The beautiful thing about doing the work is that it gives back—you figure your body out. Maybe if you work on x, y, and z, you don’t even need to do a, b, and c. The lifestyle work you need to do will not look the same as the lifestyle work I need to do, and your diet falls under that same umbrella. When I got really serious about numbers 15-18 on this list, I didn’t have to be so anal about vacuuming daily and weekly washing my sheets. I would still greatly benefit from vacuuming daily and washing my sheets weekly, but going all out on numbers 15-18 is what got me off my allergy meds.


1. Buy an air purifier for your bedroom and run it at night. During the day, run it where you spend the most time.

If you’re sleeping 8 hours a night, that’s 25% of the day spent in your bedroom. An air purifier will enable you to breath the cleanest air possible while you sleep. The best brand for air purifiers is most likely Austin Air, and it shows in their cost. We use a Blue Air in our home, which we purchased at Costco, and I consider it to be in the top tier in terms of quality. We had it tested by an indoor air quality professional, and according to his tests, it worked really well.

2. Go scent free.

Synthetic fragrances are toxic volatile chemicals that you inhale. Those chemicals may smell nice, but they are not nice to your body. They are pro-inflammatory and make your allergies worse. They are another assault on your respiratory epithelium in addition to all the regulars: pollen, dust, dander, & mold. This kind of inhaled irritant can be easily fixed, but you can’t really get your neighbor to clean out all the ragweed from his lawn. Going scent free means nixing perfume, scented lotion, scented laundry detergent, scented dish soap, scented laundry soap, scented body soap, scented shampoo, scented candles, and those migraine bombs otherwise known as Glade plug-ins.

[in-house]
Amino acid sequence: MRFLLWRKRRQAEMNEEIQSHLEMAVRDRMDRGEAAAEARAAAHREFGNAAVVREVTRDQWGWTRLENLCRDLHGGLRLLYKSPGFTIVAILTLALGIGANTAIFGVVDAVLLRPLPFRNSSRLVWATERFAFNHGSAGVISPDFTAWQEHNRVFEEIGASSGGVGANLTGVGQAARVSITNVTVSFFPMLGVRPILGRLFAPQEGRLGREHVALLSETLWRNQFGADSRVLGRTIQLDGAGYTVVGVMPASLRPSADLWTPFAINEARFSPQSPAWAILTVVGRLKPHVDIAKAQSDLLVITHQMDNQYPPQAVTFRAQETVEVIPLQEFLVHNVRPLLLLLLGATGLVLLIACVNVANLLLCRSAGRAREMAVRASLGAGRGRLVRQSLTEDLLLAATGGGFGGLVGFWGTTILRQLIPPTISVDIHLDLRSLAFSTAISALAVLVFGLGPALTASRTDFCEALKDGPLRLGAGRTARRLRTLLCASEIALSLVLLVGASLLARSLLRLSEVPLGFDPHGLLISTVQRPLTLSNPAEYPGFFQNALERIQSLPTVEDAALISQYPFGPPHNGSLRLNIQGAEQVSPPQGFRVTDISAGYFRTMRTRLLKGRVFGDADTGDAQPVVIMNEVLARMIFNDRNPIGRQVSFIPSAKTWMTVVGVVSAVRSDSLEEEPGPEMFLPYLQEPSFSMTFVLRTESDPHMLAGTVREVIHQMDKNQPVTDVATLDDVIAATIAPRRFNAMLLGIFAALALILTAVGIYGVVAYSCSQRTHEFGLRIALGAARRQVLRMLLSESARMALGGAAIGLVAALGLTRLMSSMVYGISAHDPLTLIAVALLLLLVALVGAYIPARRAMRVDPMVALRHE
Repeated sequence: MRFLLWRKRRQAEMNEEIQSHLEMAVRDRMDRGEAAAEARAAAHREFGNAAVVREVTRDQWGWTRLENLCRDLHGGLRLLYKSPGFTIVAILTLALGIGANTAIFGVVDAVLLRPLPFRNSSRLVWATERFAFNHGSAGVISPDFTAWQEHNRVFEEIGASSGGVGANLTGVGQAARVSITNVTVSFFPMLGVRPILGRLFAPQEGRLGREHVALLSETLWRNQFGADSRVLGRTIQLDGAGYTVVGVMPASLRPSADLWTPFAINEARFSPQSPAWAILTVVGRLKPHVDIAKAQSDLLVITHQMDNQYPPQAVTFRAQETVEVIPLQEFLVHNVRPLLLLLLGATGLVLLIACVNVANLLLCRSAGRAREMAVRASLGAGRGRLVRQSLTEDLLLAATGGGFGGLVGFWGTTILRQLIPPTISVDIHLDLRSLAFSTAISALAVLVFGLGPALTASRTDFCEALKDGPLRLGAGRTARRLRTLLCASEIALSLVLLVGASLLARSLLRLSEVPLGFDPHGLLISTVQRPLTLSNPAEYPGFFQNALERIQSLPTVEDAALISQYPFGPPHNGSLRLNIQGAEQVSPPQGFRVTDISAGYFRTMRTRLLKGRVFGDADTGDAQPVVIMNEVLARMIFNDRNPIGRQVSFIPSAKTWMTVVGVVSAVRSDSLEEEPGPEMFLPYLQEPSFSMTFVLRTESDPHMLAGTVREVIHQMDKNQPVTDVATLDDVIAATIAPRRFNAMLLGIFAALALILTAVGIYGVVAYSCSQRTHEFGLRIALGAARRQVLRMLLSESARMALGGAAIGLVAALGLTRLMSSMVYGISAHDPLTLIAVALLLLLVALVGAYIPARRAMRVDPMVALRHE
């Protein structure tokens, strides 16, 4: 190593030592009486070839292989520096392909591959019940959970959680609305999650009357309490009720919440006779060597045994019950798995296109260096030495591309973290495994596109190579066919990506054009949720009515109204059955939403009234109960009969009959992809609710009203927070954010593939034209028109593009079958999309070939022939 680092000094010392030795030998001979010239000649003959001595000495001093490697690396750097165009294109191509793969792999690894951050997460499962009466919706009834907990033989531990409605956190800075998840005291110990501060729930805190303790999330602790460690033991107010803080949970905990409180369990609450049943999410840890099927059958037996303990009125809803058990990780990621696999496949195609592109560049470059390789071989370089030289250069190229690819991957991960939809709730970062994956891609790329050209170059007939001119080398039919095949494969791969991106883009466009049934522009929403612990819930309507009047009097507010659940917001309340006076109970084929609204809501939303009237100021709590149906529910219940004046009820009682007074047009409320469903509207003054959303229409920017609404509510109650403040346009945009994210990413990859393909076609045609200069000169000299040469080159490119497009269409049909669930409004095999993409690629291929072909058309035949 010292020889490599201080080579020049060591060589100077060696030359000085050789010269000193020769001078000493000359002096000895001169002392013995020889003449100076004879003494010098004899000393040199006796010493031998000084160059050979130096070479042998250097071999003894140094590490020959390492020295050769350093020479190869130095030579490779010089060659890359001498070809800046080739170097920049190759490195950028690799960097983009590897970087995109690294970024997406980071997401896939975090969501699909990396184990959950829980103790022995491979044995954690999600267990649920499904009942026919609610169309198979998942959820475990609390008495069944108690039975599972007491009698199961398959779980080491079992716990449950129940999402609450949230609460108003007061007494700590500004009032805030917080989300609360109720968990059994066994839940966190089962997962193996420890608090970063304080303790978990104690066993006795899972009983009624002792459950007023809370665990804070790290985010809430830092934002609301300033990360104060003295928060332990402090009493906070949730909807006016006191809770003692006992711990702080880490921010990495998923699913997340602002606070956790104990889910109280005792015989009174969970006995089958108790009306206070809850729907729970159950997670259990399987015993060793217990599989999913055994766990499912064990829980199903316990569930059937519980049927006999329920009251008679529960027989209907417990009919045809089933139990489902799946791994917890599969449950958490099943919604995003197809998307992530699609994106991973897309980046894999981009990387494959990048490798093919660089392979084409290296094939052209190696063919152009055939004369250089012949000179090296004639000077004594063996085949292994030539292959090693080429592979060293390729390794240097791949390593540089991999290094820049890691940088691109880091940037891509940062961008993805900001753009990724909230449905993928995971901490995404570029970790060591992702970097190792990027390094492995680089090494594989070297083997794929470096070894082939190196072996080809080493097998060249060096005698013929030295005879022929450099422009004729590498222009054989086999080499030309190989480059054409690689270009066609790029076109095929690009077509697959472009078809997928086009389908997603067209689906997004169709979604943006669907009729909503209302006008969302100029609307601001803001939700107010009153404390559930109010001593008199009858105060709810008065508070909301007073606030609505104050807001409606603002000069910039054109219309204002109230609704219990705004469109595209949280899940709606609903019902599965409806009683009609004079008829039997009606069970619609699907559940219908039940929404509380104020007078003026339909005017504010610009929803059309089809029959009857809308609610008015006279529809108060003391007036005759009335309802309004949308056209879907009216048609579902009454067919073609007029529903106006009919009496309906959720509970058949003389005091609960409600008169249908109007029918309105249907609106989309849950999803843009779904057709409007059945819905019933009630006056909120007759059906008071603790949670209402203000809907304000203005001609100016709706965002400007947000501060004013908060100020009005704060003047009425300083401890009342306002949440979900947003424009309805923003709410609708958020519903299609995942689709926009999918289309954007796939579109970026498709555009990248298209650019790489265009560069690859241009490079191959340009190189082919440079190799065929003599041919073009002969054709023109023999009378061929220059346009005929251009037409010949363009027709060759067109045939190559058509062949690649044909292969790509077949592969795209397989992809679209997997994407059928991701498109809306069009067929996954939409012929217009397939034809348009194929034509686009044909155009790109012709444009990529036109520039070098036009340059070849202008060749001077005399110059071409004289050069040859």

3. Buy a vacuum with a HEPA filter in it and use it often.

A regular ole’ vacuum won’t do. You need a vacuum cleaner with a HEPA filter. Vacuum daily to rid your house of outdoor and indoor allergens, every single day.

4. Get rid of the wall to wall carpet.

Carpet is an allergen sink hole magnet. If you want your allergies to go down a notch (or 100), take the carpet out. It’d be better for you to live on the plywood sub-floor than to inhale all the allergic particles that have built up in your carpet over the years.

5. Wash your sheets in super hot water weekly.

I’m tempted to say daily, but you’re already vacuuming daily and soon you’ll be making all your food from scratch because you’re eating clean and then you’ll read that you need to cut out the dairy… who do I think you are? I think you have 40 hours a week devoted to working on your health. Just kidding.  Let your weekly sheet washing be the imperfect thing. Daily is optimal, weekly will do.